Historical Reprints Fiction Story of the Soil

Story of the Soil

Story of the Soil
Catalog # SKU1737
Publisher TGS Publishing
Weight 1.00 lbs
Author Name Cyril Hopkins
 
$14.95
Quantity

Description

Story of the Soil

by
Cyril G. Hopkins

TGS Survival Books Reprint: In the event of an economic collapse society will return to the only the that guarantees survival, the soil. Most urbanites know little - to nothing - of how to till the soil, or when to plant the seeds. TGS keeps books available to give knowledge to those of the concrete jungle on how to survive. The author, in this curious book, attempts to teach farming knowledge through story telling.

EXCERPT



THE Chief showed Percy into the laboratories of the Bureau and introduced him to the soil physicist and the soil chemist. Percy was greatly interested in the various lines of work in progress and gladly accepted an invitation to return after lunch and become better acquainted with the methods of investigation used.

In the afternoon the physicist showed him how the soil water could be removed from an ordinary moist soil by centrifugal force, and the chemist was growing wheat seedlings in small quantities of this water and in water extracts contained in bottles. The seedlings were allowed to grow for twenty days and then other seedlings were started in the same solution and also in fresh solution, and it was very apparent that in some cases the wheat grew better in the fresh solutions.

The chemist explained that he also analyzed the soil solutions and water extracts from different soils and that there was no relation between the crop yields and the chemical composition of the soils.

"But it seems to me," said Percy, "that your analysis refers to the plant food dissolved in the soil water only at the time when you extract it. How long a time does it require to make the extraction?"

"As a rule we shake the soil with water for three minutes and then it takes twenty minutes to separate the water from the soil. This gives us the plant food in solution and with the addition of more water the nitrates, phosphoric acid, and potash in the soil immediately dissolve sufficiently give us a nutrient solution of the same concentration as we had before. Thus there is always sufficient plant food in the soil so long as there is any of the original stock."

"That is surely quick work," said Percy, "but I wonder if the corn plant might not get somewhat different results from the soil analysis which it makes."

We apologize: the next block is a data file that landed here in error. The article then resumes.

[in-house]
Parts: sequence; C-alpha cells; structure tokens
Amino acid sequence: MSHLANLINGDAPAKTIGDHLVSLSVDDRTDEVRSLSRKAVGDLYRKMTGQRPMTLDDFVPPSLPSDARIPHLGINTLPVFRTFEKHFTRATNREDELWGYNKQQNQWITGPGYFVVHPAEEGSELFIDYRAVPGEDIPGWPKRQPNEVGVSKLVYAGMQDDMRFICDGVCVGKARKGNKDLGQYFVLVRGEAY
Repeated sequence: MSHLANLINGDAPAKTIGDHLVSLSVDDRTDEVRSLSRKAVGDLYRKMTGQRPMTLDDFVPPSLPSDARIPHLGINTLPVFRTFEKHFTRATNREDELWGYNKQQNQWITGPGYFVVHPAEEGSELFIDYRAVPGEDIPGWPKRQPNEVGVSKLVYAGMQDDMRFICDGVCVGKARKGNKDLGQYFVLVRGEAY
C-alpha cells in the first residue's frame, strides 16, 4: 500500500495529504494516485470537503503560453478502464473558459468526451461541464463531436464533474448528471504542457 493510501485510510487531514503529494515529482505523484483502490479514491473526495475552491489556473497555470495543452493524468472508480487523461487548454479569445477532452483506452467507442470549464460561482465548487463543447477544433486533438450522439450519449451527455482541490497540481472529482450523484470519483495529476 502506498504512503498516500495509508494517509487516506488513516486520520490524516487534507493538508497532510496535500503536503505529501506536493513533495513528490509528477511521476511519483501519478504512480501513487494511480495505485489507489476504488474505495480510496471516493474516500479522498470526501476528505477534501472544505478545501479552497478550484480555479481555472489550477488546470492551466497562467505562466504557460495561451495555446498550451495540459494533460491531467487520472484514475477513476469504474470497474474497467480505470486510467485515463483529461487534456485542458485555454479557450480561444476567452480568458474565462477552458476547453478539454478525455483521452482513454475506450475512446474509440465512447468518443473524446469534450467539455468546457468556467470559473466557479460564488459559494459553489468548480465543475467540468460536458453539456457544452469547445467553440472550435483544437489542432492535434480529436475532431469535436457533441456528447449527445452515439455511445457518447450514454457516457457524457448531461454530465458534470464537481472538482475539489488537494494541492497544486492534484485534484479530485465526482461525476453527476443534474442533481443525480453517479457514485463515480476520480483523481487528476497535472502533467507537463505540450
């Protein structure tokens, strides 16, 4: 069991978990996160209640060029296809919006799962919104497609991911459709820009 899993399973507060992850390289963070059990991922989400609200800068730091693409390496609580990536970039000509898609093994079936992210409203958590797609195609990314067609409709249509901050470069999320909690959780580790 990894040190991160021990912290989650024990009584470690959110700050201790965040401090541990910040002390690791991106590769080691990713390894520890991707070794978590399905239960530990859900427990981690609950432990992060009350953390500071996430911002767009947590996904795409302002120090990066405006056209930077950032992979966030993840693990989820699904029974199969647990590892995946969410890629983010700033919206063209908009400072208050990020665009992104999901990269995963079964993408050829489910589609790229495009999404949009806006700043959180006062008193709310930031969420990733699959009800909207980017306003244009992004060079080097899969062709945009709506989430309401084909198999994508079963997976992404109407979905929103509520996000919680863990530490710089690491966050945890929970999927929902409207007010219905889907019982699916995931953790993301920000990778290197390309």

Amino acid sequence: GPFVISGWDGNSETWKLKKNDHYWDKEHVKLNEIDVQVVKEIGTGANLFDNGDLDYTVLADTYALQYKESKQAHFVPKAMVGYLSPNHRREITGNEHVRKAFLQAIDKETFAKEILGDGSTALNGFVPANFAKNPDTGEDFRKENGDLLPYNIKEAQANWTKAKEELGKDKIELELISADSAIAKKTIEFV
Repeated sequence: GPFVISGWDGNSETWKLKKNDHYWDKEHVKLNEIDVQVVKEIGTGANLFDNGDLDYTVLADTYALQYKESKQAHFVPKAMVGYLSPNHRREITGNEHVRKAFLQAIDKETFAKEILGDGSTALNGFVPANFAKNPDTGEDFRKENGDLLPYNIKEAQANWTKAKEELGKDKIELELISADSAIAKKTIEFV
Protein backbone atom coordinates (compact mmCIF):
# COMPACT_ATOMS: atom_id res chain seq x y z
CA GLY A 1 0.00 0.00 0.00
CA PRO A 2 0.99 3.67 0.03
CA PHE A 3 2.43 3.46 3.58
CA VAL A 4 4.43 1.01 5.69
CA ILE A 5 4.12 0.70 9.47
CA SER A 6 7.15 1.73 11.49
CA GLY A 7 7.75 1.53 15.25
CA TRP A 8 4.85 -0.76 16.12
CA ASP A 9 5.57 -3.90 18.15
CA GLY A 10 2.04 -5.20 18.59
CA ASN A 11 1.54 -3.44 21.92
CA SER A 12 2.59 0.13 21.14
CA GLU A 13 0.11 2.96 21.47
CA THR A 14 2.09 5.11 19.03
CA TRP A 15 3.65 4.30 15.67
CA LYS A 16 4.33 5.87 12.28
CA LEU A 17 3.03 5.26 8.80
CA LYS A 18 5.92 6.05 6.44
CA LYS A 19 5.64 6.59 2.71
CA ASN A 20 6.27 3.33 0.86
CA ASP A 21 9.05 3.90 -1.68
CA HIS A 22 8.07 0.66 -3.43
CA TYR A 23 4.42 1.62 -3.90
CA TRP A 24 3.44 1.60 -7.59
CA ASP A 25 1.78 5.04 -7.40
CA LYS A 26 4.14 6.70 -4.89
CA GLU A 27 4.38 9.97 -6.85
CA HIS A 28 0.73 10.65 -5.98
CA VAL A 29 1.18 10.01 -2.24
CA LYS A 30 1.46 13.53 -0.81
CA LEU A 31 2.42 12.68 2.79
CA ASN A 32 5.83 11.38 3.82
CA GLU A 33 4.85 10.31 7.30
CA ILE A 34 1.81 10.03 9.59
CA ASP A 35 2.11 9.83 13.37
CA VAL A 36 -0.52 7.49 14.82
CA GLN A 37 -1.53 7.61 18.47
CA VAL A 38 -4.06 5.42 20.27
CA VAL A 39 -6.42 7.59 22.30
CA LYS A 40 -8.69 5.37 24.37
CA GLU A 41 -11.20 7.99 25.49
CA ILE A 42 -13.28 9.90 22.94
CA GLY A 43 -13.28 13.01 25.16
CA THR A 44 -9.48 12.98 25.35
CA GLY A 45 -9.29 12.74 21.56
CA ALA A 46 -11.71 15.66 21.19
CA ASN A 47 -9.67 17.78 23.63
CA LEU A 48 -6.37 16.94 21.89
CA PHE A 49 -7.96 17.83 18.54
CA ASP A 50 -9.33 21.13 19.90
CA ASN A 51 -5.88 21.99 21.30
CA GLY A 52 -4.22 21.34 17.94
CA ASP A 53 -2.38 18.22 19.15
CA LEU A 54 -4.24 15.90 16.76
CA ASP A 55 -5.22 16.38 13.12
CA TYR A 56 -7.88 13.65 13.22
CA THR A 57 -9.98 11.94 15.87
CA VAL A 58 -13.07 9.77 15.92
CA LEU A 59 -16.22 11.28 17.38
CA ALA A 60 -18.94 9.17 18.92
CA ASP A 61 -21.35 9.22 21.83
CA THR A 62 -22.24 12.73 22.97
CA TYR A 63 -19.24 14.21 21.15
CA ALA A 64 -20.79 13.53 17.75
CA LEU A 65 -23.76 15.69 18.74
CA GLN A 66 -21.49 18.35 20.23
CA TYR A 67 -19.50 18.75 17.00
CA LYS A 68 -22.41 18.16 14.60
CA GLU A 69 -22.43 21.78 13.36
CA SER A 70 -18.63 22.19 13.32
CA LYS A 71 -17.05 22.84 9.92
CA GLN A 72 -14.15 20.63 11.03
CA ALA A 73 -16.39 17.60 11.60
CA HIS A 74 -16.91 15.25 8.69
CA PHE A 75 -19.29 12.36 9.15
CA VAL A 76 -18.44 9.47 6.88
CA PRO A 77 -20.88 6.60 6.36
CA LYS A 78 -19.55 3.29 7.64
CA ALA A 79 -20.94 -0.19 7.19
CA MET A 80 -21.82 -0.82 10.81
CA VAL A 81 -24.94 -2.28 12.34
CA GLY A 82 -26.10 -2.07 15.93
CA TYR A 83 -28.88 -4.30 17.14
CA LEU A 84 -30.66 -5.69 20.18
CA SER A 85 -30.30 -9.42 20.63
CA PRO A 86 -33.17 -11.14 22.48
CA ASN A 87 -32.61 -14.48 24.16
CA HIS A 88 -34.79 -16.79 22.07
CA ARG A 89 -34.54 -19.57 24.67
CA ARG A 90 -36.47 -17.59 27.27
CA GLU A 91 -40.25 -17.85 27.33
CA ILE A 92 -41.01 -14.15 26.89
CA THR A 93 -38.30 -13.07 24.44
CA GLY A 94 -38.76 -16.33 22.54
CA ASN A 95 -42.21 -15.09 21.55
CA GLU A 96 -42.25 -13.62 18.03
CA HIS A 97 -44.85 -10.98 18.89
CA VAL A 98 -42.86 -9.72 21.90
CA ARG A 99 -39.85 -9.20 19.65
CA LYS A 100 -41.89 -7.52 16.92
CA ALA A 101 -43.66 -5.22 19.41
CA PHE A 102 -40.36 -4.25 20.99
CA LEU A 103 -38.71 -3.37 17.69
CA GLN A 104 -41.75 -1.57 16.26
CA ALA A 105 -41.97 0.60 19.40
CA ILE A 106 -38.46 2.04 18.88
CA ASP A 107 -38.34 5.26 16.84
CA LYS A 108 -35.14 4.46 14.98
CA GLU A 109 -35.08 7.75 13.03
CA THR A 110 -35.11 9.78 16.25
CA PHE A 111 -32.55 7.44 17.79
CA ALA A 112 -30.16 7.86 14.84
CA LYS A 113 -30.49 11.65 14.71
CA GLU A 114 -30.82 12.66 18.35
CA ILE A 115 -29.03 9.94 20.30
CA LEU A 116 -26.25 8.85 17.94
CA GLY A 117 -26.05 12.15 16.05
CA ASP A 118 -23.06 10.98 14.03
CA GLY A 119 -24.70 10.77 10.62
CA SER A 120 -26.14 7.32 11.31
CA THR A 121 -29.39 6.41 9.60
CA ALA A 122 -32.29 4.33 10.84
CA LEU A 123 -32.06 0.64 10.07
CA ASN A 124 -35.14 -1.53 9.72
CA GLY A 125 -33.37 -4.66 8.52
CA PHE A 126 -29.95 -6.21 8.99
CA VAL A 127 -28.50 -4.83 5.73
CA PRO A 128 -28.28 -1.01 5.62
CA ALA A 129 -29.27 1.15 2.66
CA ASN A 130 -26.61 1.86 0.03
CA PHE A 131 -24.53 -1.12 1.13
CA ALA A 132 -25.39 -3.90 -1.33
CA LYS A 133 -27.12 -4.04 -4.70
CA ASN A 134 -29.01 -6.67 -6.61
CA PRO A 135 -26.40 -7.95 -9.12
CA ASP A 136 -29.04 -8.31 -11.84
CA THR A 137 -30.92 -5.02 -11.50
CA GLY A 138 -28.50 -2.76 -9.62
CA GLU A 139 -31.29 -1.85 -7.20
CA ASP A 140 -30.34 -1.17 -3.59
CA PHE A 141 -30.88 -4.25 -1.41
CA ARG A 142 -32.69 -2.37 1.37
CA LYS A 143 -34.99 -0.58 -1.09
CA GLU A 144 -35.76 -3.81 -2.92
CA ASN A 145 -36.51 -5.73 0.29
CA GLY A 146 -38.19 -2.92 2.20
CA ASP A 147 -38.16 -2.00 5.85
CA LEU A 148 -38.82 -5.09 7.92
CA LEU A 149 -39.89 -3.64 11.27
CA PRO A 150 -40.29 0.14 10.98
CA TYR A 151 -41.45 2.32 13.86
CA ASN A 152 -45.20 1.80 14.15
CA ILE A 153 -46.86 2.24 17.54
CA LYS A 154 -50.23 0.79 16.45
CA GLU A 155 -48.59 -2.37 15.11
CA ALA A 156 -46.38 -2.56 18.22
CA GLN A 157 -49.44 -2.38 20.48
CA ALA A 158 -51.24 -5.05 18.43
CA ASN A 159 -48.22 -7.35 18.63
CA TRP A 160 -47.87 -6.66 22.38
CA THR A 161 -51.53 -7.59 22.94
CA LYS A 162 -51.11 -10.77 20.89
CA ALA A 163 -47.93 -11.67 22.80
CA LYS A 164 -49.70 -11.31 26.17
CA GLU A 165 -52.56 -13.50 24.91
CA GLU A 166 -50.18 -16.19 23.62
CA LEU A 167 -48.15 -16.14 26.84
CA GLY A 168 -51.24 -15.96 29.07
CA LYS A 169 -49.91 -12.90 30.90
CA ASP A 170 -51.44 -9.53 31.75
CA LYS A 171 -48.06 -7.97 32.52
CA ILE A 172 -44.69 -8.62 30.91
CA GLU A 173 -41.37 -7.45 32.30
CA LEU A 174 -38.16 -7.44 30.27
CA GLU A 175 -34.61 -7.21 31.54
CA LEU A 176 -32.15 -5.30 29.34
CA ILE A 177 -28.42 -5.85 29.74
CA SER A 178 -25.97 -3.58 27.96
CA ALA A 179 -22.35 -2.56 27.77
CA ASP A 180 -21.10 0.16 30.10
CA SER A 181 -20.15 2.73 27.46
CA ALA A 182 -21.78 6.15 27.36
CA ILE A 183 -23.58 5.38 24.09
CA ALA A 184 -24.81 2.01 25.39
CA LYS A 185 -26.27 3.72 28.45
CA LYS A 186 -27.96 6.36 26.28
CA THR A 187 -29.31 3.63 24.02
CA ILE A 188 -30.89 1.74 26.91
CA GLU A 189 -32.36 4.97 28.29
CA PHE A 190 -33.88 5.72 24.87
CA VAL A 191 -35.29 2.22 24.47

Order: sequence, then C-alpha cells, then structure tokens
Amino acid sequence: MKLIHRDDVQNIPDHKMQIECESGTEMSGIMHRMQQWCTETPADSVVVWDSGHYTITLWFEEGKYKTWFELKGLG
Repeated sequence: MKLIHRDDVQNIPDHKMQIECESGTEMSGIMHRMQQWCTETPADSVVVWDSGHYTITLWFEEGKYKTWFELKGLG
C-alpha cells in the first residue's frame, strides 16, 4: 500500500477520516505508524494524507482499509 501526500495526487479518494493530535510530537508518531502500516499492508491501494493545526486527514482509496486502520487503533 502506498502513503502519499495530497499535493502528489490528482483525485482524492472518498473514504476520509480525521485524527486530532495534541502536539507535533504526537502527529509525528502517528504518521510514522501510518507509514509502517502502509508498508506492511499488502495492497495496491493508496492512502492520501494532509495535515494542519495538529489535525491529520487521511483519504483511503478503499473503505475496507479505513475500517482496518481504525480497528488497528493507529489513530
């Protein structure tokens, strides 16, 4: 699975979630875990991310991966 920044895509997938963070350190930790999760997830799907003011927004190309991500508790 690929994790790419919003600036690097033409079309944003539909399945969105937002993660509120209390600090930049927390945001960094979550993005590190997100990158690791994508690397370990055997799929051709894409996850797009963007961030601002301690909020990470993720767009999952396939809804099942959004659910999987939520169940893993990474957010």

"How do you mean?"

"Did you ever plant a field of corn and then cultivate it and watch it grow with increasing rapidity, until along about the Fourth of July every leaf seemed to nod its appreciation and thanks as you stirred the soil; and to show its gratitude, too, by growing about five inches every twenty-four hours when the nights were warm?"

"No," replied the Chemist, "I have never had any experience of that sort. I am devoting my life to the more scientific investigations relating to the fundamental laws which underlie these soil fertility problems."

NOTICE: This book contains words and language that would be considered politically incorrect and socially demeaning. In today's world the language might be called racist, or at minimum callous.

However, during the era which this story was written about, the language and its context is historical, and might not have been intended as racist, but simply the common language of the day.

CONTENTS

Chapter I THE OLD SOUTH
Chapter II FORTY ACRES IN THE CORN BELT
Chapter III LINCOLN S VIEW OF AGRICULTURE
Chapter IV LIFE'S CHOICE
Chapter V WORN OUT FARMS
Chapter VI THE MUSICALE
Chapter VII A BIT OF HISTORY
Chapter VIII WESTOVER
Chapter IX THE BLACK PERIL
Chapter X THE SLAVE AND THE FREEDMAN
Chapter XI JUDGMENT IS COME
Chapter XII THE RESTORATION
Chapter XIII WHY PERCY WENT TO COLLEGE
Chapter XIV A LESSON IN FARM SCIENCE
Chapter XV COEDUCATION
Chapter XVI PAST SELF REDEMPTION
Chapter XVII MORE PROBLEMS
Chapter XVIII CLOSER TO MOTHER EARTH
Chapter XIX FROM RICHMOND TO WASHINGTON
Chapter XX A LESSON IN OPTIMISM
Chapter XXI IN THE OFFICE OF THE CHIEF
Chapter XXII THE CHEMIST'S LABORATORY
Chapter XXIII MATHEMATICS APPLIED TO AGRICULTURE
Chapter XXIV THE NATION'S CAPITOL
Chapter XXV A LESSON ON TOBACCO
Chapter XXVI ANOTHER LESSON ON TOBACCO
Chapter XXVII EIGHTEEN TO ONE
Chapter XXVIII FARMER OR PROFESSOR
Chapter XXIX THE ULTIMATE COMPARISON
Chapter XXX "STONE SOUP"
Chapter XXXI THEORIES VERSUS FACTS
Chapter XXXII GUESSING AND GASSING
Chapter XXXIII THE DIAGNOSIS AND PRESCRIPTION
Chapter XXXIV PLANNING FOR LIFE
Chapter XXXV SEALED LIPS
Chapter XXXVI HARD TIMES
Chapter XXXVII HARDER TIMES
Chapter XXXVIII AN AWAKENING DREAM
Chapter XXXIX HONEY WITHOUT WAX
Chapter XL INSPIRATION
Chapter XLI THE KINDERGARTEN
Chapter XLII ADVANCE INFORMATION


Softcover, 5¼" x 8¼", 300+ pages
Perfect-Bound

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